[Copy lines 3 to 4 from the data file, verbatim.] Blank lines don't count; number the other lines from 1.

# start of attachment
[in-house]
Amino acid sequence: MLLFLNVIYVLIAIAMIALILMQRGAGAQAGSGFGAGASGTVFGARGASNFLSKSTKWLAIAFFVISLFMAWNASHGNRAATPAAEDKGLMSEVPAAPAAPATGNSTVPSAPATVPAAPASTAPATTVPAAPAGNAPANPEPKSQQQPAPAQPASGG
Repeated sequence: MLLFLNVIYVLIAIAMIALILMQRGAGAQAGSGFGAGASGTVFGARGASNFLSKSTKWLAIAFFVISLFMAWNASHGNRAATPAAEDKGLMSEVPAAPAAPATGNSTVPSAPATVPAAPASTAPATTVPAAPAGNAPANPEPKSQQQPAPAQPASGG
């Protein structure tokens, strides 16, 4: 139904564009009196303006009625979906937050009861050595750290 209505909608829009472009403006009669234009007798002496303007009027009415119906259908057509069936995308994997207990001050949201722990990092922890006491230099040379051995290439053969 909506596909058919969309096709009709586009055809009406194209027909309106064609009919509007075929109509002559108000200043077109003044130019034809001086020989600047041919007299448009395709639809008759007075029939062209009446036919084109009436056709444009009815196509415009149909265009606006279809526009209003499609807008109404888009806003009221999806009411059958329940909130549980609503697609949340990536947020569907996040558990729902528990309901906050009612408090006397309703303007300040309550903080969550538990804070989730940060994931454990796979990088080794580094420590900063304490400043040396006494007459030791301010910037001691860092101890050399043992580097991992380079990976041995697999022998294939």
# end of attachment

Repeated sequence: MLLFLNVIYVLIAIAMIALILMQRGAGAQAGSGFGAGASGTVFGARGASNFLSKSTKWLAIAFFVISLFMAWNASHGNRAATPAAEDKGLMSEVPAAPAAPATGNSTVPSAPATVPAAPASTAPATTVPAAPAGNAPANPEPKSQQQPAPAQPASGG
């Protein structure tokens, strides 16, 4: 139904564009009196303006009625979906937050009861050595750290 209505909608829009472009403006009669234009007798002496303007009027009415119906259908057509069936995308994997207990001050949201722990990092922890006491230099040379051995290439053969 909506596909058919969309096709009709586009055809009406194209027909309106064609009919509007075929109509002559108000200043077109003044130019034809001086020989600047041919007299448009395709639809008759007075029939062209009446036919084109009436056709444009009815196509415009149909265009606006279809526009209003499609807008109404888009806003009221999806009411059958329940909130549980609503697609949340990536947020569907996040558990729902528990309901906050009612408090006397309703303007300040309550903080969550538990804070989730940060994931454990796979990088080794580094420590900063304490400043040396006494007459030791301010910037001691860092101890050399043992580097991992380079990976041995697999022998294939």